This Song Ain't the Same
One of the disgusting side effects of the corporatization of American culture, especially as it affects the music industry, is how authentic voices of protest in the artistic community have been marginalized and silenced.
Everyone remembers how the Dixie Chicks were ostracized by the country music industry at the peak of their fame after lead singer Natalie Maines' comment from the stage in a concert in London: "Just so you know, we're ashamed the president of the United States is from Texas." In a flash, the right-wing media Wurlitzer sprung into action, instantly conflating criticism of the president with criticizing the troops, and after that, the nation and the flag itself. Über-conservative and Moral Majority co-founder Paul Weyrich said, in the space of three paragraphs, "The Dixie Chicks may be entitled to their opinion, but for them to give aid and comfort to the enemy when we are on the edge of war is just outrageous . . . I guess there is no loyalty to this country any more."
Come the end of the following year, right before the November 2004 elections, there was still a lot of sentiment that any artists critical of the administration just need to "shut up and sing," as the Chicks' put it in a recent documentary film. Standing in the parking lot outside of the Wachovia Center in Philadelphia before the Vote For Change concert featuring REM and Bruce Springsteen, I heard one loud Springsteen fan opining to his bemused (and apparently liberal) friends about how he didn't support the message of the tour, he just wanted to see Springsteen. His friends pointed out the irony that the whole point of the tour was to raise money to get out the vote to get George W. Bush out of office, and their friend's money was going to support that effort.
Bruce Springsteen has never been a stranger to seeing the effects of pop music on the political culture. In 1984, he had to send a message to Ronald Reagan's re-election campaign that he didn't appreciate their attempts to appropriate his anthemic "Born in the USA" for its purposes, and oh, by the way, did any staffers ever actually listen to the song? It wasn't exactly the romping paean to American greatness that they thought it was, for one thing.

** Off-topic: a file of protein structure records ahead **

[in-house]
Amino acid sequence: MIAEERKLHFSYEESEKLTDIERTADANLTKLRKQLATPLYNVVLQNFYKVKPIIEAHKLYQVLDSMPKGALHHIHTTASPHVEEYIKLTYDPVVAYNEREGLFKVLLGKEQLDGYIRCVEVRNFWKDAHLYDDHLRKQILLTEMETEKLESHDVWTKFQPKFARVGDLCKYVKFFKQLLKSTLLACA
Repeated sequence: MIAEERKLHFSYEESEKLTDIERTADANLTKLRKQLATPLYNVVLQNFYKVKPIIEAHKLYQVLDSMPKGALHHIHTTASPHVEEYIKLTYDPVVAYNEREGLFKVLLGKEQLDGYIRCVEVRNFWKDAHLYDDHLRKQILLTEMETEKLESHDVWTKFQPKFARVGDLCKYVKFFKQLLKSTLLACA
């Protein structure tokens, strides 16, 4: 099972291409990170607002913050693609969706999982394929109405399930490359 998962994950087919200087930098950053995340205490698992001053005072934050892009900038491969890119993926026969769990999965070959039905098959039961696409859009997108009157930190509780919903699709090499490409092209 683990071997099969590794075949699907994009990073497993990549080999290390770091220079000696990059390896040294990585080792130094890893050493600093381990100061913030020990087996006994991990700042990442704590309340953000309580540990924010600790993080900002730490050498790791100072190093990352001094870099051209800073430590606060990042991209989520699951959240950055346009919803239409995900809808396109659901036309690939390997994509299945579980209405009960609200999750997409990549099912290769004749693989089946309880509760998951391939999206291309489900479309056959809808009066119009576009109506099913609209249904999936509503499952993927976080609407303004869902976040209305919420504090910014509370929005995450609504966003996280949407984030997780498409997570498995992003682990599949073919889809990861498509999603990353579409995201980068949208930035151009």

I recall reading in a newspaper during the heart of the Iran-Contra scandal about how Oliver North's secretary Fawn Hall attempted to use her newfound infamy to garner an audience backstage with the Boss, only to have a curt message returned with a rebuff: Springsteen didn't vote for her boss, was a Democrat, and didn't have any time for anyone who tried to subvert the Constitution with extralegal foreign policy operations.
Fast forward to today, and if you listen to the radio, it's hard to tell that America is in year four of a gigantic losing quagmire our leaders sank us into on the basis of lies. Turn on the television, and you'll only see a debate between those who were in favor of war and are in favor of staying, and those who were in favor of war and now are thinking we might want to be withdrawing. All those who were never in favor of the war in the first place are still sitting on the sidelines, wondering how those who were right all along still never get a chance to say their piece into the microphone.
Even some of the most powerful artistic statements in pop music about the war still tiptoed around the subject--Green Day's American Idiot and its elegy to the war's futility, "Wake Me Up When September Ends," didn't take on the issue of the war or our leadership directly but hinted at it in the lyrics or in the somber accompanying video depicting a young man leaving his girlfriend to go to war.
Which is why it will be interesting to see the reaction of the commercial music industry to Bruce Springsteen's new album Magic. Broadcast radio, owned by a bunch of corporate behemoths, nowadays likes to stay far away from just about any music with non-jingoisticpolitical sentiments, so it is hard to see pop stations playing anything as blatantly political as "Last to Die," where Springsteen sings, "We don't measure the blood/ we've drawn anymore/ We just stack the bodies outside the door."
The Springsteen that came out all the way in support of John Kerry in 2004 while other more prominent recording artists of the day were hiding behind their record companies is now fully on the record in his protest, as he mentioned this past Sunday night on CBS' 60 Minutes:
Well, I think that we've seen things happen over the past six years that I don't think anybody ever thought they'd ever see in the United States. When people think of the American identity, they don't think of torture. They don't think of illegal wiretapping. They don't think of voter suppression. They don't think of no habeas corpus. No right to a lawyer . . . you know. Those are things that are anti-American.
I find it encouraging to finally hear this coming from a musician of Springsteen's stature--but also depressing to think of how few others, even with a president approaching 30 percent approval ratings, who won't step up to agree. And heaven forbid we should ever hear it on the radio.
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